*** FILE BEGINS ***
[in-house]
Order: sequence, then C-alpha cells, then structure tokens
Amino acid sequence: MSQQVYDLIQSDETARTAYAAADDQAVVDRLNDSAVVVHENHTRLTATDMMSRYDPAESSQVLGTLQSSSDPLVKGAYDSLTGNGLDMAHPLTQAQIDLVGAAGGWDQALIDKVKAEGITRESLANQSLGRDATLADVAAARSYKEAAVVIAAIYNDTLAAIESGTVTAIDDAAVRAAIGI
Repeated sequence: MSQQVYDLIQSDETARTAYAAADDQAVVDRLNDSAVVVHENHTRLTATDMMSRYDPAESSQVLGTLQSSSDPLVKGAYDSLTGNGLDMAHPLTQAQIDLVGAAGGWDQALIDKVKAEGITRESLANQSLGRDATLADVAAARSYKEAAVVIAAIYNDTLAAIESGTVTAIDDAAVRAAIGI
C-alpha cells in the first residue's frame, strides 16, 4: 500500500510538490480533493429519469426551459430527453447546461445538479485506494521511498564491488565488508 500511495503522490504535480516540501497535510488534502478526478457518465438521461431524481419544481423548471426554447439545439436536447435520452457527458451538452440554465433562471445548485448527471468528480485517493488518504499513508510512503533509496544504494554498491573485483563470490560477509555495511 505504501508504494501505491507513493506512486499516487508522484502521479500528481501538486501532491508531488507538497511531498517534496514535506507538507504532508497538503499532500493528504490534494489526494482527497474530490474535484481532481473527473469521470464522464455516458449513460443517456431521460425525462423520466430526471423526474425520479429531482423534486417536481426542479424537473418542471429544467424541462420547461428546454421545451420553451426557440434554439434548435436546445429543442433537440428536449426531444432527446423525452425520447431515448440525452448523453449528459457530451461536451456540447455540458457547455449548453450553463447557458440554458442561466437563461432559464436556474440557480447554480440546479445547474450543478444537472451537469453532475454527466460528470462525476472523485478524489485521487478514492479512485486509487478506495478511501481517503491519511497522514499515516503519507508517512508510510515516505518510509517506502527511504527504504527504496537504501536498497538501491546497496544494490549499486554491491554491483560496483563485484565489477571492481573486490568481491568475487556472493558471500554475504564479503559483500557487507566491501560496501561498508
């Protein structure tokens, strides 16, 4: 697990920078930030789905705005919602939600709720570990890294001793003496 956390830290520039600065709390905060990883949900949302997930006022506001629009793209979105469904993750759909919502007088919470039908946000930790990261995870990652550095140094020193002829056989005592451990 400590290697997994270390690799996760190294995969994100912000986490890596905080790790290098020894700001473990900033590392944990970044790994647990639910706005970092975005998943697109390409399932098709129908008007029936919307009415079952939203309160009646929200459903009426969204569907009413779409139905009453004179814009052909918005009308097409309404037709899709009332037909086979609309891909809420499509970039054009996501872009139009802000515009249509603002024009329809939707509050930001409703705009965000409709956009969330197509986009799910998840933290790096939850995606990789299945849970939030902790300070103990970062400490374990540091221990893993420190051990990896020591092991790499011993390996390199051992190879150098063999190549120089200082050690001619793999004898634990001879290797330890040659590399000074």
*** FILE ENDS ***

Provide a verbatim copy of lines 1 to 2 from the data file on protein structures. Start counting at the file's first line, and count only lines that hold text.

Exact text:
[in-house]
Order: sequence, then C-alpha cells, then structure tokens